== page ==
Las Vegas will be a stunning addition to the Formula 1 calendar next year but will also put into focus the future of Monaco’s showcase grand prix, according to McLaren boss Zak Brown, who claims the sport is bigger than any race.
It has long been a given that the sport needs the heritage and glamour of the Mediterranean principality, with its casino and superyachts, but the announcement of Las Vegas this week offers glitz on another level.
In what is already a competitive marketplace, relatively new floodlit races in Singapore, Abu Dhabi and Saudi Arabia also attract billionaires and business leaders and Miami is joining the show this year.
Brown told Reuters Las Vegas was a perfect fit for Formula 1 and three U.S. races was the right number. Asked about Monaco’s future on a crowded calendar, the American said the principality faced increasing commercial pressures in a changing world.
“Monaco always stood for the most glamorous part of Formula 1. I think Miami, Singapore, Las Vegas are starting to add some pretty glamorous markets,” he said.
Monaco shouldn’t get any special treatment
“I think Monaco needs to come up to the same commercial terms as other grands prix and also maybe needs to work with ways they can adapt their track because as our cars have become bigger, the racing has become more difficult.”
Monaco, whose street-circuit race is typically a procession with overtaking almost impossible, has paid far less than others in hosting fees but the contract is up for renewal.
“You do need to take into consideration history but then I think you need to take into consideration how’s the show that it puts on,” said Brown.
“There is also an element, which shouldn´t drive our decisions but should be part of our decisions, of what´s the economic contribution to the sport.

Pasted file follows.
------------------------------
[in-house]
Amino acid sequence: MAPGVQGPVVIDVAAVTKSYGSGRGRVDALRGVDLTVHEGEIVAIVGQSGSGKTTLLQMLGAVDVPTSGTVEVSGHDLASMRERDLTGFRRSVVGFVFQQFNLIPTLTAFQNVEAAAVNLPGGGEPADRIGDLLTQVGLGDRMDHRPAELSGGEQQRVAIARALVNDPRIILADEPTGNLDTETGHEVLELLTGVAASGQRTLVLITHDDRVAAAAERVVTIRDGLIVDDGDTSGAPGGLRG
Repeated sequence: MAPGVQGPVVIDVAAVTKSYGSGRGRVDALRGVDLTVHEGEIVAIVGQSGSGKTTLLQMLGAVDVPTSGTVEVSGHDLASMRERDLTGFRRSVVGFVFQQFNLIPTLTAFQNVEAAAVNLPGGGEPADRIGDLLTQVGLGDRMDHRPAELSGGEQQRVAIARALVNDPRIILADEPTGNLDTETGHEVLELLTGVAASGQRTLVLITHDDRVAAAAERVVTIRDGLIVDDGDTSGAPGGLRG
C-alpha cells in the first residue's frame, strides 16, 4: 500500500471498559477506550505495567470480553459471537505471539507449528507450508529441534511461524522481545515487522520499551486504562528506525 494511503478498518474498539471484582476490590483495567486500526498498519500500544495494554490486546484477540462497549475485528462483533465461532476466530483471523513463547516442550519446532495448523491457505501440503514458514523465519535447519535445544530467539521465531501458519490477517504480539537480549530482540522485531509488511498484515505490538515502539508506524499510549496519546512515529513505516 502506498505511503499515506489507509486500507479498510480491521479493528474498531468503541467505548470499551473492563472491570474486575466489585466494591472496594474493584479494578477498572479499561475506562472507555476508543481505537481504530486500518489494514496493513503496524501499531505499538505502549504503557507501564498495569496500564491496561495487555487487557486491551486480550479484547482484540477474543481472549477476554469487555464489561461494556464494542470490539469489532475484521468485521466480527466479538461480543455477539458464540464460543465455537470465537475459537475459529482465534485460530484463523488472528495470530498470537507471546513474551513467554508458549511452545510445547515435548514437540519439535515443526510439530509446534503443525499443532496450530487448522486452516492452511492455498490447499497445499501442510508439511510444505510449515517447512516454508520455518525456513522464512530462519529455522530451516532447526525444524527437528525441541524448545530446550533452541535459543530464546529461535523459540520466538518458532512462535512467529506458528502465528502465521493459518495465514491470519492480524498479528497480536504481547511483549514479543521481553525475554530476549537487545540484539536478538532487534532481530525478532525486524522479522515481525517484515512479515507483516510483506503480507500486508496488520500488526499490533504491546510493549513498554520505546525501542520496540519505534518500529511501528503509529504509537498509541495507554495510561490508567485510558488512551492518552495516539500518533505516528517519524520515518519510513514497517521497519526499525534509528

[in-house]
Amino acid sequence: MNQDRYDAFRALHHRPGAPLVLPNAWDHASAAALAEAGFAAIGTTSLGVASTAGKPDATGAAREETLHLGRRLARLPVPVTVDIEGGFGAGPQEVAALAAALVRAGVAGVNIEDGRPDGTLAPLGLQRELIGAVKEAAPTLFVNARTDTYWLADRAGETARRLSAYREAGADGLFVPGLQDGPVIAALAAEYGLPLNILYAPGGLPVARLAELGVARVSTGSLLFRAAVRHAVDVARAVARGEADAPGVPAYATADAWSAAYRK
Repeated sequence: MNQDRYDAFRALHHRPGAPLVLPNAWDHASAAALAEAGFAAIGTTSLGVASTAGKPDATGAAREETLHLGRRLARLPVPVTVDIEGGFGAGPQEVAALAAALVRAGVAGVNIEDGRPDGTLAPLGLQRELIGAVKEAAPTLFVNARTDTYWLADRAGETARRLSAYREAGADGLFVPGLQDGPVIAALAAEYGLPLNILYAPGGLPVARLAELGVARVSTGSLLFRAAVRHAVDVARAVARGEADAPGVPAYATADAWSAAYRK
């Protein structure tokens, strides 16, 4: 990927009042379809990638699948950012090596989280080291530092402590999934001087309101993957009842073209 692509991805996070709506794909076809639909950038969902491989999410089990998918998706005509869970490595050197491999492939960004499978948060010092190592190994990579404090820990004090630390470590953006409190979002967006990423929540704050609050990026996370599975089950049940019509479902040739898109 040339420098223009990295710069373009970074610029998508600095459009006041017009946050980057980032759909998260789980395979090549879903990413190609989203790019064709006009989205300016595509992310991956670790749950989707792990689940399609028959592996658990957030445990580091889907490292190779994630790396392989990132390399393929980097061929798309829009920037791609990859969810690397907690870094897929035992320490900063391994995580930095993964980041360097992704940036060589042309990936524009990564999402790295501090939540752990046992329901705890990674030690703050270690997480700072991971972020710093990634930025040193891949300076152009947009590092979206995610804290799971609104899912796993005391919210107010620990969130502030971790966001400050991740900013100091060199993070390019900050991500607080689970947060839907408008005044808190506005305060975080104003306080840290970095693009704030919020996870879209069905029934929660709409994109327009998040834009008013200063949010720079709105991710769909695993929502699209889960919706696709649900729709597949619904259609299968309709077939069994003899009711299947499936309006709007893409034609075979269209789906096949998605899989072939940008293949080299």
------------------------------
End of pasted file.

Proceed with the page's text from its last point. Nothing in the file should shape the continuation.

“I´d much rather have Monaco than not… but just like the sport is bigger than any one driver or team, I think it’s bigger than any one grand prix.”
Brown said the long-awaited Las Vegas deal, with the race on Saturday rather than Sunday in another break with tradition, was the right one.
“It looks very proper and all the right people are behind it. I think it´s going to be stunning for Formula 1,” he added.
He suggested other races, such as Singapore, could also be on a Saturday.
“We want to respect the history of the sport but there´s not many sports that haven´t changed in recent times to adapt to a changing world. I think a Saturday night race in Vegas is the obvious thing to do,” he said.
A markets and B markets in F1
Las Vegas joins Miami and Austin as a trio of U.S. races with plenty of distance between them and offering different experiences.
“I think these are three awesome markets,” said Brown. “I think it´s almost the perfect schedule from an American standpoint.”
The calendar stands at a record 23 races this year, once Russia has been replaced. The discussion has already turned on to which races might be dropped or alternated.
“If you could wave a magic wand I´d like to see something like 21 or 22 races,” said Brown. “Seventeen or 18 as permanent fixtures and seven or eight that rotate because I do think to continue to grow the sport the more quality markets we can be in the better. I´d love to see us be in 30 markets but race 21 or 22 times a year.
“I think there are A markets and B markets that we race in. Maybe your B markets (should be) every other year,” Brown added. (Reporting by Alan Baldwin)